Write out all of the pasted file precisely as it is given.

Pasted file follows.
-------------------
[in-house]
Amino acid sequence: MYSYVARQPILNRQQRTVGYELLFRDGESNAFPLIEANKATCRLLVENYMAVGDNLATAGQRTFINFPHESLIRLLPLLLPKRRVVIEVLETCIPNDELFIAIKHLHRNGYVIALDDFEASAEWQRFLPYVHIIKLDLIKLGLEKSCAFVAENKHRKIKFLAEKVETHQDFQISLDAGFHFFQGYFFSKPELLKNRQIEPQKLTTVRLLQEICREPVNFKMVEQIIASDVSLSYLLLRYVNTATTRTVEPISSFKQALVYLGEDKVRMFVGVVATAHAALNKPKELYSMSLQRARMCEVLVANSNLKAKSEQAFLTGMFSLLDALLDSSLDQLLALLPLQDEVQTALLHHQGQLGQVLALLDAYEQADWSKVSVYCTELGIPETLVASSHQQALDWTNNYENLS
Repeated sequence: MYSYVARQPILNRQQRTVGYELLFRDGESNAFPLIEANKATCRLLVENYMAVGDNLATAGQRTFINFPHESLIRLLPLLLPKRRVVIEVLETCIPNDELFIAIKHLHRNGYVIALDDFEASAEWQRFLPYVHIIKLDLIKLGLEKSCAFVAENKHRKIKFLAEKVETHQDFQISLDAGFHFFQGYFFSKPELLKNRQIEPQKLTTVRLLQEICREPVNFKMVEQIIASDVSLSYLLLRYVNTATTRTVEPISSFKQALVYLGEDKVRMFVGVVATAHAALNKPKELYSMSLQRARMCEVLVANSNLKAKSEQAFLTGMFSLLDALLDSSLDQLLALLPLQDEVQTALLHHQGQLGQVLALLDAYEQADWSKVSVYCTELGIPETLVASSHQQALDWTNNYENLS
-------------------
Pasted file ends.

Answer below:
[in-house]
Amino acid sequence: MYSYVARQPILNRQQRTVGYELLFRDGESNAFPLIEANKATCRLLVENYMAVGDNLATAGQRTFINFPHESLIRLLPLLLPKRRVVIEVLETCIPNDELFIAIKHLHRNGYVIALDDFEASAEWQRFLPYVHIIKLDLIKLGLEKSCAFVAENKHRKIKFLAEKVETHQDFQISLDAGFHFFQGYFFSKPELLKNRQIEPQKLTTVRLLQEICREPVNFKMVEQIIASDVSLSYLLLRYVNTATTRTVEPISSFKQALVYLGEDKVRMFVGVVATAHAALNKPKELYSMSLQRARMCEVLVANSNLKAKSEQAFLTGMFSLLDALLDSSLDQLLALLPLQDEVQTALLHHQGQLGQVLALLDAYEQADWSKVSVYCTELGIPETLVASSHQQALDWTNNYENLS
Repeated sequence: MYSYVARQPILNRQQRTVGYELLFRDGESNAFPLIEANKATCRLLVENYMAVGDNLATAGQRTFINFPHESLIRLLPLLLPKRRVVIEVLETCIPNDELFIAIKHLHRNGYVIALDDFEASAEWQRFLPYVHIIKLDLIKLGLEKSCAFVAENKHRKIKFLAEKVETHQDFQISLDAGFHFFQGYFFSKPELLKNRQIEPQKLTTVRLLQEICREPVNFKMVEQIIASDVSLSYLLLRYVNTATTRTVEPISSFKQALVYLGEDKVRMFVGVVATAHAALNKPKELYSMSLQRARMCEVLVANSNLKAKSEQAFLTGMFSLLDALLDSSLDQLLALLPLQDEVQTALLHHQGQLGQVLALLDAYEQADWSKVSVYCTELGIPETLVASSHQQALDWTNNYENLS